AATCC 22-1996 100 (ISO 5)-No sticking or wetting of upper surface 90 (ISO 4)-Slight randon sticking on upper surface, no wetting 80 (ISO 3)-Wetting of upper surface at spray points 70 (IS02)-Partial wetting of whole upper surface 50 (ISO 1)-Complete wetting of whole upper surface 0-Complete wetting of upper and lower surfaces

AATCC 118-1992 0-no repellency (fails Kaydol) 1-Kaydol 2-65: 35 Kaydol: n-heexadecane by volume 3-n-hexandecane 4-n-tetradecane 5-n-dodecane 6-n-decane 7-n-octane 8-n-heptane Example 2 Transfer of Fluoroacrylate Copolymer to Silk Garments Approximately 150 grams of a fluoroacrylate copolymer consisting of about 70% by weight fluorocarbon containing repeat units is applied to 6 woven polyester delivery sheets approximately 12-inches square. The sheets are added to a commercial liquid C02 dry cleaning machine along with 20 pounds of silk garments including blouses, skirts, sweaters, and suits. A cycle is initiated that exposes the garments to liquid carbon dioxide and mechanical action, best generated with a tumbling basket. After the cycle is completed the garments are removed from the machine and finished with standard pressing and steaming the garments are tested for water and oil repellency and show no lower than 100 (ISO 5) on the water spray test, and 6 on the oil repellency tests. Prior to processing the garments tested showed no water or oil repellency, 0-water spray test and 0-hydrocarbon resistance test.

Example 3 Transfer of Fluoroacrvlate Copolymer to Cotton and Cotton/Polvester Garments Approximately 150 grams of a fluoroacrylate copolymer consisting of about 70% by weight fluorocarbon containing repeat units is applied to 6 woven polyester delivery sheets approximately 12-inches square. The sheets are added to a commercial liquid C02 dry cleaning machine along with 20 pounds of cotton and cotton polyester

blended garments. A cycle is initiated that exposes the garments to liquid carbon dioxide and mechanical action, best generated with a tumbling basket. After the cycle is completed the garments are removed from the machine and finished with standard pressing and steaming the garments are tested for water and oil repellency and show no lower than a 80 (ISO 3) on the water spray test and 5 on the oil repellency test.

Prior to processing the garments tested showed no water or oil repellency, 0-water spray test and 0-hydrocarbon resistance test.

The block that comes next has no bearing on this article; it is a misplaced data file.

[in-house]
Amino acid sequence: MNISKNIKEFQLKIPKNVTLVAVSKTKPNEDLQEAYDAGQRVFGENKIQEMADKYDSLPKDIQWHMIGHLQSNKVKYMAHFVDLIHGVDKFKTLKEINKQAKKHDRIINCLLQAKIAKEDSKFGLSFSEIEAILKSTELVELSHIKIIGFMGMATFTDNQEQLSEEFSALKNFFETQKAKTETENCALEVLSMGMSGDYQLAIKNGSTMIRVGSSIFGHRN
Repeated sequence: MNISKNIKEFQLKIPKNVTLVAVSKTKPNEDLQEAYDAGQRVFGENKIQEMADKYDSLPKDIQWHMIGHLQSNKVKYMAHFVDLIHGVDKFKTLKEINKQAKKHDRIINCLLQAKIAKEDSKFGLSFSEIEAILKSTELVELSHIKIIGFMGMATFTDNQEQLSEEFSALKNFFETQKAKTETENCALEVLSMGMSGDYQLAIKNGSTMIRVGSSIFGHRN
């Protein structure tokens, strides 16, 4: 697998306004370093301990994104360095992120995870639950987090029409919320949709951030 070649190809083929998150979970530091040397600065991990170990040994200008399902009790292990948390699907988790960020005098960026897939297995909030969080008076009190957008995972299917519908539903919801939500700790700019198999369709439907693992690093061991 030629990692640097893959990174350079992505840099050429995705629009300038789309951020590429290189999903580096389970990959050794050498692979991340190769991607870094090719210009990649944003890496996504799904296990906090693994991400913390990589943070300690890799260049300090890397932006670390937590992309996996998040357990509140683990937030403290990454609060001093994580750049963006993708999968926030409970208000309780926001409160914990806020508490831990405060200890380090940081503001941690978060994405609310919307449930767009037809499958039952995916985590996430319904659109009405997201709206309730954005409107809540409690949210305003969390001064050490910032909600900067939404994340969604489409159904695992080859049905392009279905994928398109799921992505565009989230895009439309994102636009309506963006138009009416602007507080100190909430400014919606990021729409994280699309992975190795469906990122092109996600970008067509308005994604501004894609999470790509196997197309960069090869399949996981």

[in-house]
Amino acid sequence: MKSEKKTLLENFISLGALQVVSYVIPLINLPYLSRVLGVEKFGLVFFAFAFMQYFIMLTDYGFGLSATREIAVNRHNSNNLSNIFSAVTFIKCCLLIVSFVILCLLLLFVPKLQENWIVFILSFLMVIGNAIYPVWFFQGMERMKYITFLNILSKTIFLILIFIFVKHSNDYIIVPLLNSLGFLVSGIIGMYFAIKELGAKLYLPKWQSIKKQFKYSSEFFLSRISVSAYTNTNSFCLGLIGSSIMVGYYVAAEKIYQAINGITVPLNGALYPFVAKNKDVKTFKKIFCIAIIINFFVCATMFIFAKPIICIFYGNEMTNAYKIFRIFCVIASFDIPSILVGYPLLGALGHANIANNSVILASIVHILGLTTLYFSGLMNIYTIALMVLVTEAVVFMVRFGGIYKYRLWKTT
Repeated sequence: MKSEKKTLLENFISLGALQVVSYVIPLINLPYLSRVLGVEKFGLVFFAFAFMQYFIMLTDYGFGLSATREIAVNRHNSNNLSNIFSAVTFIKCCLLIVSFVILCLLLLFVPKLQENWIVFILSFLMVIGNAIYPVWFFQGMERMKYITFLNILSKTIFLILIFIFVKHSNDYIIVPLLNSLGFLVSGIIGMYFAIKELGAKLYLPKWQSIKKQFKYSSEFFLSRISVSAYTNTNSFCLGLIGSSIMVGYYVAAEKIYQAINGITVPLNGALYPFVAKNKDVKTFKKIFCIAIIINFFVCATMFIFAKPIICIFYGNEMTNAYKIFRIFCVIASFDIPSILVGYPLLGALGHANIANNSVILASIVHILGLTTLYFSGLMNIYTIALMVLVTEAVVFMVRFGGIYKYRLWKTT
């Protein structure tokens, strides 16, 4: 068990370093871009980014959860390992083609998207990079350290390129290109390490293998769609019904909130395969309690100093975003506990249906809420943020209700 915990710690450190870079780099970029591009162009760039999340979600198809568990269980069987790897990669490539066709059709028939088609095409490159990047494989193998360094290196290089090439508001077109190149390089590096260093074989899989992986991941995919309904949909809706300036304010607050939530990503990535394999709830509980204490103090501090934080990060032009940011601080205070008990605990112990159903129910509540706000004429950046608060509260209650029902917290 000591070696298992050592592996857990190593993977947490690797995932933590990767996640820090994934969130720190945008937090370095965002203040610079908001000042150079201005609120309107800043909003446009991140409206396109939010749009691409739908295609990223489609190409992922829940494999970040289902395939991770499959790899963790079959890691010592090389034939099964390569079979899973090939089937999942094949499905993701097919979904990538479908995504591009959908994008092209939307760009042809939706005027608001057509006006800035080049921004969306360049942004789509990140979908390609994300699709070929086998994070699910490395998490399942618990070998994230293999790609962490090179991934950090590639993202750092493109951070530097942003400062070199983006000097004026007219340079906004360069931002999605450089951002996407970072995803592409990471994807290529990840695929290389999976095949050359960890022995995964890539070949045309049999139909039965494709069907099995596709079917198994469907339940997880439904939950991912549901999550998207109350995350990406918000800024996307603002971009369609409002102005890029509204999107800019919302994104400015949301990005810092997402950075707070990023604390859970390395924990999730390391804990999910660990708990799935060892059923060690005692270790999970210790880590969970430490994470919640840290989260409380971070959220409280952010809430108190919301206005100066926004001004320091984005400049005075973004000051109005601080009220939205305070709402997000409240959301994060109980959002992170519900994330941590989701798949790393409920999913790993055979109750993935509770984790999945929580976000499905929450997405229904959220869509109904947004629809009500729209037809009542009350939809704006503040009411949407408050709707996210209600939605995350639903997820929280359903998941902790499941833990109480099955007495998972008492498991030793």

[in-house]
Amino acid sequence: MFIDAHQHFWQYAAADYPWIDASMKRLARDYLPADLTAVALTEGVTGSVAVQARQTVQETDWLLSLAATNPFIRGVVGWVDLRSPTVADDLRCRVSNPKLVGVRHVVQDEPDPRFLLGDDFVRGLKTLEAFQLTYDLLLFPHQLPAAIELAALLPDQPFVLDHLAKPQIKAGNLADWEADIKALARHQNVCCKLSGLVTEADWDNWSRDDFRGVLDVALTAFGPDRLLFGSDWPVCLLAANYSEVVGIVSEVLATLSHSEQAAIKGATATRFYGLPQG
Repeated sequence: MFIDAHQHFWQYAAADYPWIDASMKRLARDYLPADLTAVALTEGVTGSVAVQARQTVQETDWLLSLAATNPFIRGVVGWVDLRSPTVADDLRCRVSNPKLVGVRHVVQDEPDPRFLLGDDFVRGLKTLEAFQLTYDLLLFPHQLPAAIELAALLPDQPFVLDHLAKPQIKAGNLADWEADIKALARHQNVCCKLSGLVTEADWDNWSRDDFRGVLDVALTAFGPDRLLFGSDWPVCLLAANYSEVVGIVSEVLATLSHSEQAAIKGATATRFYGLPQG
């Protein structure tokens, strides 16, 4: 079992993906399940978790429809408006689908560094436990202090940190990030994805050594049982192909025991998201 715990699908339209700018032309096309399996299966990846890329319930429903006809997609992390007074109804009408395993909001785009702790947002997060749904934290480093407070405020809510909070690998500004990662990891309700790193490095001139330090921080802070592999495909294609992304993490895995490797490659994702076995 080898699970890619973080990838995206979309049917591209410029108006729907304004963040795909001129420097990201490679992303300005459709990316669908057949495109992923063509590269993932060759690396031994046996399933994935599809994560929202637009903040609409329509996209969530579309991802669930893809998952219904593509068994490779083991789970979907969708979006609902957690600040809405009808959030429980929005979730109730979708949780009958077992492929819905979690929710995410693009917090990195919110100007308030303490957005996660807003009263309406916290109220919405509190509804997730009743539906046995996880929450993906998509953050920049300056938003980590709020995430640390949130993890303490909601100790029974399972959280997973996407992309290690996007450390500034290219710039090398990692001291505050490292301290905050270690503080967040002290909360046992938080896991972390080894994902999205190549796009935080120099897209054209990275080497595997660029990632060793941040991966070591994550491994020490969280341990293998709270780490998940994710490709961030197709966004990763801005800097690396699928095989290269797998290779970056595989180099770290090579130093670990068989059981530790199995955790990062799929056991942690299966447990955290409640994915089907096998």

Example 4 Transfer of Fluoroacrvlate Copolymer to Nylon and Nylon Blend Outerware Nylon, nylon/polyester, polyester/cotton, and nylon/cotton blended outer wear such as jackets, sleeping bags, and rain coats were treated as in the above examples.

After the process all treated substrates showed dramatically improved repellency to water based and oily soils.

Example 5 Transfer of Fluoroacrylate Copolymer to A Standard Dry-Cleaninv Load A mixture of garments composing a standard dry cleaning load including synthetic and natural fabrics is cleaned and coated as in the above examples. After the cleaning and coating process all garments show substantially improved repellency properties.

Example 6 Cleaning of Previously Treated Fabrics A test is run where 3 silk, 3 wool, 3 nylon, and 3 cotton swathes are coated in a process like those described above with a fluoroacrylic containing copolymer.

These swatches are then soiled along with 3 silk, 3 wool, 3 nylon, and 3 cotton swatches that have not been treated. All swatches are soiled with carbon soot according to AATCC Evaluation procedure 2,"Gray Scale for Staining". Both set, treated and not treated, were heavily soiled to a staining grade of'1-2'on the gray scale. Both sets of swatches were then cleaned using a liquid C02 dry cleaning process. After the cleaning process all swatches were evaluated based on the same AATCC evaluation procedure. For the non-coated swatches the average staining grade after cleaning was a'3'. For the coated set the average staining grade after cleaning was a'4-5'. This demonstrates the superior soil release qualities provided with the C02 coating process.

Stain Grade Color Difference (CIELAB Units) 5 0 4-5 2.2 4 4.3 3-4 6.0 3 8.5 2-3 12.0 2 16.9

1-2 24.0 1 34. 1 Example 7 Coating of Garments with COr Gas Approximately 150 grams of a fluoroacrylate copolymer consisting of about 70% by weight fluorocarbon containing repeat units is applied to 6 woven polyester delivery sheets approximately 12-inches square. Approximately, 20 pounds of mixed garments are added to a C02 based dry cleaning machine along with the delivery sheets. C02 gas is the added to the cleaning chamber until a pressure of 700 psig at a temperature of 78°F is reached. The garments and delivery sheets are then tumbled in the cleaning chamber. The dense C02 gas causes the copolymer on the delivery sheet to swell. The mechanical action provided by the tumbling results in the even distribution of the polymer on the garments. After the C02 vapor is recovered the garments are removed and tested for repellency. All garments demonstrate substantially improved oil and water repellency.

The foregoing is illustrative of the present invention, and is not to be construed as limiting thereof. The invention is defined by the following claims, with equivalents of the claims to be included therein.